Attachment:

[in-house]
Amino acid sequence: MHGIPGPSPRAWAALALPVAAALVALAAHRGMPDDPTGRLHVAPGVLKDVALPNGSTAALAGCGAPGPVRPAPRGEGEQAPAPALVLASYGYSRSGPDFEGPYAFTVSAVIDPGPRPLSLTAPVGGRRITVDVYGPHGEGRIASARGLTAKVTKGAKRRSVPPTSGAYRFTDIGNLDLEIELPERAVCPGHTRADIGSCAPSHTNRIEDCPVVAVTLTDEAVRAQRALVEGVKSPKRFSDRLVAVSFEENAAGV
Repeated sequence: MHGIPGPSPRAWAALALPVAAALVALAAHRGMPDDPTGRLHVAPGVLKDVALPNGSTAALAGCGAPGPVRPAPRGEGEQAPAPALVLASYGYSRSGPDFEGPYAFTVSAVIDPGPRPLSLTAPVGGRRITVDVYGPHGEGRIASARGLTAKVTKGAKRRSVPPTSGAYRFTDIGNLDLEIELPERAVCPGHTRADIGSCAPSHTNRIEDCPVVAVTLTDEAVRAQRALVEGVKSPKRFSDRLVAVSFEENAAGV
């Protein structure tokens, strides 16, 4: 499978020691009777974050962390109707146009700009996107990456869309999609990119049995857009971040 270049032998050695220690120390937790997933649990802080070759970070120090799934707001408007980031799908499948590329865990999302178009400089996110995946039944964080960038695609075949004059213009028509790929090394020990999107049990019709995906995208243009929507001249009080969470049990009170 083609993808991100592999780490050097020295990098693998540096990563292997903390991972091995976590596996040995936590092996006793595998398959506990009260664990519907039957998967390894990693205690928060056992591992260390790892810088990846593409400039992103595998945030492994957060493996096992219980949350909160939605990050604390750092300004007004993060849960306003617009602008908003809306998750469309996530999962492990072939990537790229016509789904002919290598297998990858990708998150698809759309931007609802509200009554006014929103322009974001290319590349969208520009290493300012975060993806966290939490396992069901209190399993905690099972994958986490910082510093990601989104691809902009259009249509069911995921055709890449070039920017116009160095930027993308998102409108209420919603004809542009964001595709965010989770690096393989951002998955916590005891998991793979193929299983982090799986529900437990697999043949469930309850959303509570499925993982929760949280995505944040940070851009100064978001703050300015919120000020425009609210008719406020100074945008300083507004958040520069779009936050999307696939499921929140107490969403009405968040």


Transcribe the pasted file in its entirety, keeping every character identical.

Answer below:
[in-house]
Amino acid sequence: MHGIPGPSPRAWAALALPVAAALVALAAHRGMPDDPTGRLHVAPGVLKDVALPNGSTAALAGCGAPGPVRPAPRGEGEQAPAPALVLASYGYSRSGPDFEGPYAFTVSAVIDPGPRPLSLTAPVGGRRITVDVYGPHGEGRIASARGLTAKVTKGAKRRSVPPTSGAYRFTDIGNLDLEIELPERAVCPGHTRADIGSCAPSHTNRIEDCPVVAVTLTDEAVRAQRALVEGVKSPKRFSDRLVAVSFEENAAGV
Repeated sequence: MHGIPGPSPRAWAALALPVAAALVALAAHRGMPDDPTGRLHVAPGVLKDVALPNGSTAALAGCGAPGPVRPAPRGEGEQAPAPALVLASYGYSRSGPDFEGPYAFTVSAVIDPGPRPLSLTAPVGGRRITVDVYGPHGEGRIASARGLTAKVTKGAKRRSVPPTSGAYRFTDIGNLDLEIELPERAVCPGHTRADIGSCAPSHTNRIEDCPVVAVTLTDEAVRAQRALVEGVKSPKRFSDRLVAVSFEENAAGV
């Protein structure tokens, strides 16, 4: 499978020691009777974050962390109707146009700009996107990456869309999609990119049995857009971040 270049032998050695220690120390937790997933649990802080070759970070120090799934707001408007980031799908499948590329865990999302178009400089996110995946039944964080960038695609075949004059213009028509790929090394020990999107049990019709995906995208243009929507001249009080969470049990009170 083609993808991100592999780490050097020295990098693998540096990563292997903390991972091995976590596996040995936590092996006793595998398959506990009260664990519907039957998967390894990693205690928060056992591992260390790892810088990846593409400039992103595998945030492994957060493996096992219980949350909160939605990050604390750092300004007004993060849960306003617009602008908003809306998750469309996530999962492990072939990537790229016509789904002919290598297998990858990708998150698809759309931007609802509200009554006014929103322009974001290319590349969208520009290493300012975060993806966290939490396992069901209190399993905690099972994958986490910082510093990601989104691809902009259009249509069911995921055709890449070039920017116009160095930027993308998102409108209420919603004809542009964001595709965010989770690096393989951002998955916590005891998991793979193929299983982090799986529900437990697999043949469930309850959303509570499925993982929760949280995505944040940070851009100064978001703050300015919120000020425009609210008719406020100074945008300083507004958040520069779009936050999307696939499921929140107490969403009405968040």